Wellness practitioners in Botswana met in Gaborone on Thursday to brainstorm on the modalities of forming a body that would oversee the running of their profession.
The workshop, which was held at the Tshedisa Institute, attracted many representatives from various organizations, government departments and independent practitioners in the country.
In attendance was the Board member of the Employee Assistance Professionals Association of South Africa (EAPA), Ms Radhi Vandayar, who shared with the participants the importance and benefits of the association. EAPA is an international association for professionals in the field of employee assistance programmes and currently operates in 35 countries globally with Headquarters in the USA.
The Director of Health in the Ministry of Health, Sheenaz El-Halabi, addressed the participants and emphasized the importance of bringing together local stakeholders currently working within the workplace wellness industry and gave the meeting her Ministry’s blessings.
“We welcome this opportunity to share ideas in order to promote a vision of health that is comprehensive, holistic and focuses on establishing mechanisms to generate a healthy workplace,” El-Halabi said in her welcoming remarks.
She also said the rapid pace and unparallel degree of change within the workforce globally and within Botswana, underscores the importance of employee assistance programs that will improve education, training and the development of wellness industry professionals across a wide variety of fields.
El-Halabi said never before in the history of Botswana has there been such an urgent need to address and protect the wellness of the population.
In an exclusive interview with the Sunday Standard on the sidelines of the workshop, Vandayar said her association is looking forward to forging ties with local practitioners to develop the industry here.
She underscored the importance of forming an association in Botswana that could be affiliated to EAPA South Africa or, better still, be registered as Botswana branch of EAPA International.
She said the objectives of EAPA are to develop the wellness industry and set best practices in the profession through EAPA code of ethics.
The association has created a working document, which is reviewed regularly and revised by the Ethics Committee, which establishes a code of conduct and a set of ethical standards.
Vandayar, who sat in the interview with Director of 60 Corporate Wellness Solutions, Ms Ondine Jones Adams, said wellness practitioners are shooting themselves in the foot by not forming a regulatory body that could give them the platform to interact and share ideas. She said the formation of an association will be helpful in the sense that practitioners can complement each other as they will bring different expertise from different fields within the wellness industry.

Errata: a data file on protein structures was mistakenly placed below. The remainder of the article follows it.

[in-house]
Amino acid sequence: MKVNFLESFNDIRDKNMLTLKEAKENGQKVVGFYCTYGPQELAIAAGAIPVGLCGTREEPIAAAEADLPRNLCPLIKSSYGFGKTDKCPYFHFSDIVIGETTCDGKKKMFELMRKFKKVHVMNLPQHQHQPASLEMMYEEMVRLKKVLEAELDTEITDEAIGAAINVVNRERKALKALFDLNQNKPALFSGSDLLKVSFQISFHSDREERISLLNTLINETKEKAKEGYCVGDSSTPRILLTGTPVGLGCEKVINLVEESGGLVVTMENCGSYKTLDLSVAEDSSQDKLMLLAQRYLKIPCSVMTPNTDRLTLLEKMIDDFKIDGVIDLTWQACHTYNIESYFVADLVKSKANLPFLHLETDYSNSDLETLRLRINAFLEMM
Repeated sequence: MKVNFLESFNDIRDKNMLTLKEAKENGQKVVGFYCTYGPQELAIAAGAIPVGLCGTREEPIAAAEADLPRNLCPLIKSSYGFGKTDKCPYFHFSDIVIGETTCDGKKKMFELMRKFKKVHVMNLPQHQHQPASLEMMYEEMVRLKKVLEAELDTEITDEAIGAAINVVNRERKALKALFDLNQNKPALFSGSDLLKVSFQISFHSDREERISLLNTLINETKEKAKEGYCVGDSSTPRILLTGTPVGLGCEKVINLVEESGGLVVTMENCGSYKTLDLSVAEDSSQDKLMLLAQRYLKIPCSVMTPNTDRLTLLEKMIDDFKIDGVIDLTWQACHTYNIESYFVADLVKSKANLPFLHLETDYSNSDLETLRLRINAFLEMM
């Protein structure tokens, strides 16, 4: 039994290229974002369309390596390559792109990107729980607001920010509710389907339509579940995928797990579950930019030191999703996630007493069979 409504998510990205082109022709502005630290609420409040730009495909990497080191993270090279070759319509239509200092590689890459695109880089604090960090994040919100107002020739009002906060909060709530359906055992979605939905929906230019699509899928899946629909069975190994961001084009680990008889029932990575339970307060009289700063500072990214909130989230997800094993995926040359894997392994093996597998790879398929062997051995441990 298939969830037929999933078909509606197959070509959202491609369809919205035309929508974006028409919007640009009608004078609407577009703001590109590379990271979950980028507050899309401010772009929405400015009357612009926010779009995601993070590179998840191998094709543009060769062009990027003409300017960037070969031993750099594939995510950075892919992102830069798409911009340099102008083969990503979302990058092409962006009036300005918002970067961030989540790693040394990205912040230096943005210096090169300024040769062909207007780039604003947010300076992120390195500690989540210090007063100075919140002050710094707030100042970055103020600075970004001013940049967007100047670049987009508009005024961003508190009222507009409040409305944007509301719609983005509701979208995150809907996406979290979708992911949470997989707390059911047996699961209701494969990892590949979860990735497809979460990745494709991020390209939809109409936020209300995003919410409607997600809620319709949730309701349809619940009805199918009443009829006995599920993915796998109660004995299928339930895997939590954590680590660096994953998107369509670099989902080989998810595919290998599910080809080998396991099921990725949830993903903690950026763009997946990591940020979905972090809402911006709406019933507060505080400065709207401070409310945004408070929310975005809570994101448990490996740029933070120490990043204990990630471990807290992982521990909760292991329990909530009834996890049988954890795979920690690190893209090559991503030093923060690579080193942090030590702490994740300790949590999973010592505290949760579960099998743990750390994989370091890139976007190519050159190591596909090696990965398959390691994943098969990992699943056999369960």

For her part, Jones Adams said the formation of such a body would assist in curbing the emergence of bogus practitioners in the country.
The two ladies emphasized the need for employers to ensure the wellness of employees in the workplace. They said contrary to what many people think, wellness is not only limited to physical wellbeing but includes other aspects like financial, spiritual and social wellbeing of the employees.
Vandayar pointed out that employees work to their optimal level when their state of mind is stable. She said emotional stress can be caused by bereavement or divorces in the family and employers must have professionals who can deal with the affected employees if they want to maintain productivity in the workplace.
She added that it was encouraging to have the Director of Health in Botswana buying into the idea. She gave an example of the success stories they have had in South Africa through EAPA where the Gauteng Provincial government scooped first prize in the Best Wellness Program at the international awards ceremony held in the USA some two years ago.
The Gauteng Provincial government alone employs a staggering 140 000 people and it won the prestigious award for an outstanding performance in terms of scale and quality of their wellness programs. She said this should be a motivating factor to government departments in Botswana.
Jones Adams said they have nominated a steering committee of 8 practitioners, some from government departments, to oversee the formation of the Botswana chapter of EAPA. She called on all wellness practitioners to come forth and be part of this association.
Those interested in being part of the association should write to: [email protected]